It’s my pleasure to introduce you to the first “Guest Brilliance Nuggeteer.” Robert Donnell from P5 Marketing had a quick conversation about how to successfully delegate tasks to a graphic artist – and get what you want and need. When we delegate we often expect that the other person will do things the same way we would. But does that really happen? How can we make sure it does happen?
Dr. Stephie: It’s my pleasure to introduce you to the concept of having a “Guest Brilliance Nuggeteer” with me. Our first Guest Brilliance Nuggeteer is Robert Donnell from P5 Marketing. Hi, Robert.
Robert: Dr. Stephie, how are you doing?
Dr. Stephie: Fantastic. So, we’re going to do this real quick. We had a conversation about delegation. You had an observation about delegating to graphic artists.
Robert: Sure. I think the conversation arose from my observation that a graphic artist who might be fully capable of editing words, may make typographical errors when they layout text in a graphic presentation. That is because they don’t think of the text as words. They think of it as a graphic element. So to them, if it lines up nicely with the logo above, they’re not even looking to see if it’s properly spelled. You have to watch out for that. I think that could be extrapolated to anything else. For example, if somebody’s proofing a piece of text, they’re not necessarily looking to see if it makes sense; they’re looking to make sure that it doesn’t have any type of grammatical error. When delegating, you got to understand where they’re coming from.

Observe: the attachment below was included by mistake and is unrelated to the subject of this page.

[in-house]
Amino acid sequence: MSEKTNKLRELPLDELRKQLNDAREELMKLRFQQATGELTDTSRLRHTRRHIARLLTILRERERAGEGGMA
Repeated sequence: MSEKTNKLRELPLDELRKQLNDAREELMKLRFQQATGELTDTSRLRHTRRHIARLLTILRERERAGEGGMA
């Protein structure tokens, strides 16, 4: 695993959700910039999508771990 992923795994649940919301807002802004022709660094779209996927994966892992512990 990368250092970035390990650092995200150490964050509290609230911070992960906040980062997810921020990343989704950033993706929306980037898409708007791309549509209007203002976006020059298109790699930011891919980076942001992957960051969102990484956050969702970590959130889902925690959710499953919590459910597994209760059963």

Dr. Stephie: Yes. What is the person’s mental focus when they’re doing this task? How would you address that with, for example, the graphical artists?
Robert: I just know I have to be super careful that they spelled everything right or give them the exact copy you want them to place in there, so they can copy and paste it rather than try to type it. So, and then, of course, I’ve tried putting it in quotes, and then you get the quotes in the text, too. You know, you have to be very, very clear.
Dr. Stephie: Yes, be very clear – and then inspect what you expect.
Dr. Stephie: Awesome. That was our first Brilliance Nuggeteer visit. I appreciate you, Robert! Thank you!
How do you delegate? How do you make sure you get what you expect with a minimal back-and-forth between you and the other person?
P.S.: I appreciate you commenting and sharing this Brilliance Nugget with others. Thank you!